My gear’s in Rio: Asa Firestone poses with some young new climbers in Brazil.

In 2003, Boulderite Asa Firestone spent a year abroad studying engineering in Brazil. As a climber, he appreciated Rio de Janeiro’s dramatic granite domes jutting up just beyond the city, and couldn’t help but notice the massive favelas, or slums, along the slopes of the peaks he loved to climb. In fact, he was warned against climbing “Two Brothers,” one of the city’s iconic peaks, due to roving bands of teens with guns. Firestone, now 30, knew then that he wanted to do something to help usurp the dark allure of drugs, violence and gangs for kids in Rio de Janeiro with a more constructive risk—rock climbing.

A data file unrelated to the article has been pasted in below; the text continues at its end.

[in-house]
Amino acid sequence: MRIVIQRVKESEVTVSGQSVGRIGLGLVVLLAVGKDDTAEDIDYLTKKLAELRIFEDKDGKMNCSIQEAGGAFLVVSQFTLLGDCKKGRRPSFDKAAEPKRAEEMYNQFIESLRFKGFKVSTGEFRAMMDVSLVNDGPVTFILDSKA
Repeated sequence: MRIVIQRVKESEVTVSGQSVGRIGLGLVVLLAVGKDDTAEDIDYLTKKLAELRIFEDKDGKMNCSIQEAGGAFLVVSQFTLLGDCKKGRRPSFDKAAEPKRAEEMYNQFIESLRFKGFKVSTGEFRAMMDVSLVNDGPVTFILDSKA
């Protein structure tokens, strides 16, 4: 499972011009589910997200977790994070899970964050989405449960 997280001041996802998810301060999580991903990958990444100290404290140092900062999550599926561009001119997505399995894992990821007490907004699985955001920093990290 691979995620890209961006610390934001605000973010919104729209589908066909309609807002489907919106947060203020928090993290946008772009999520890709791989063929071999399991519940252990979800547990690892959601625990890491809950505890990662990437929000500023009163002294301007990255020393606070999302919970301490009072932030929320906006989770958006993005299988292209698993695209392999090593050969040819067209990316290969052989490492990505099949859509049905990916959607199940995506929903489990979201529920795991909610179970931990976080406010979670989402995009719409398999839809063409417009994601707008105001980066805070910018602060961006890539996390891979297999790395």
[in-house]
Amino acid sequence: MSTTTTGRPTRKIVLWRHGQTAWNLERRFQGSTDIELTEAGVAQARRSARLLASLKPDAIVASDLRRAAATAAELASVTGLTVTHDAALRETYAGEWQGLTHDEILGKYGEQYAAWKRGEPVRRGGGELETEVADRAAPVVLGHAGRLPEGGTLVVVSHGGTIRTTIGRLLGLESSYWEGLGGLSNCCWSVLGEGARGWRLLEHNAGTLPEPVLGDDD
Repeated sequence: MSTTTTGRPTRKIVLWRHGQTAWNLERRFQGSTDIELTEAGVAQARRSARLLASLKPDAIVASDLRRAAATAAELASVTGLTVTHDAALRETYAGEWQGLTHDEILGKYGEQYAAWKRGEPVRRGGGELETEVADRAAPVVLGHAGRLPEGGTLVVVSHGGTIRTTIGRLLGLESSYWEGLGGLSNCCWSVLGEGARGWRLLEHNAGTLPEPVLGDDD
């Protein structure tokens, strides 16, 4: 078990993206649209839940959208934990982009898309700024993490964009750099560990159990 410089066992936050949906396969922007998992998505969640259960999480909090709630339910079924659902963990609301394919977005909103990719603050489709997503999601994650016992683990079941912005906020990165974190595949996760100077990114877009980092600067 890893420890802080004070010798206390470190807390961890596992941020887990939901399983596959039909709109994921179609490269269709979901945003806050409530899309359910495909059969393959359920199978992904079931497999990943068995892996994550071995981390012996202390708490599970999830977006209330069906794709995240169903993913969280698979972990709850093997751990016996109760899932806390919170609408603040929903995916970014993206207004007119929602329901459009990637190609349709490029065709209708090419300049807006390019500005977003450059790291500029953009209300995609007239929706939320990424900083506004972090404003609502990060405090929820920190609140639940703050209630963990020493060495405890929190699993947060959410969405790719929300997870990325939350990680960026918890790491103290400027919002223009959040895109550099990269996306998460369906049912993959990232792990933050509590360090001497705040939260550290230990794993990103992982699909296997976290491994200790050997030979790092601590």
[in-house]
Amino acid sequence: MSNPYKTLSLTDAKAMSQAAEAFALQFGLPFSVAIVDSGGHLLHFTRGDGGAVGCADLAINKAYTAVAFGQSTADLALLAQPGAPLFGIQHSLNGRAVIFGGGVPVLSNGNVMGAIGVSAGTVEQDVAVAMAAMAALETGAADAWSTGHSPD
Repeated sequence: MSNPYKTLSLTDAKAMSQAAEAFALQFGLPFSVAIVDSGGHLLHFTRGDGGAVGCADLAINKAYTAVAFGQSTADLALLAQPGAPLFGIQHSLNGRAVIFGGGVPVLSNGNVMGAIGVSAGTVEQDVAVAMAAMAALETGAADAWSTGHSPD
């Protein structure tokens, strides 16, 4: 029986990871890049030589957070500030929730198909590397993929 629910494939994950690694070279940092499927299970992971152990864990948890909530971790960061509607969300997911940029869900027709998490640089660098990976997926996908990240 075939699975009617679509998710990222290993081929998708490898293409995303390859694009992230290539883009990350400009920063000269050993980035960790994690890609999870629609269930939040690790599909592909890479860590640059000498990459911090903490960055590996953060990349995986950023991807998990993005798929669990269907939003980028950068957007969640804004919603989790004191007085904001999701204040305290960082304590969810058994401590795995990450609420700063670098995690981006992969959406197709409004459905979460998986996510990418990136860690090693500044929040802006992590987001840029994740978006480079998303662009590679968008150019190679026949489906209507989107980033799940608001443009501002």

Part of Firestone’s inspiration came from his first significant outdoor experience—a mountaineering course with Outward Bound during high school. “I needed something raw, something rough and in-your-face to give me direction,” he says. “Climbing did that for me.”

This fall, he launched Beyond Gear to begin to bring the transformative power of climbing to the shantytown youth of Rio de Janeiro. For every $1 of profit generated by selling climbing-themed products, ranging from jewelry to chalk bags, online, Beyond Gear donates $1 toward building a climbing wall at the Rocinha Sports Complex in one of Rio’s slopeside slums.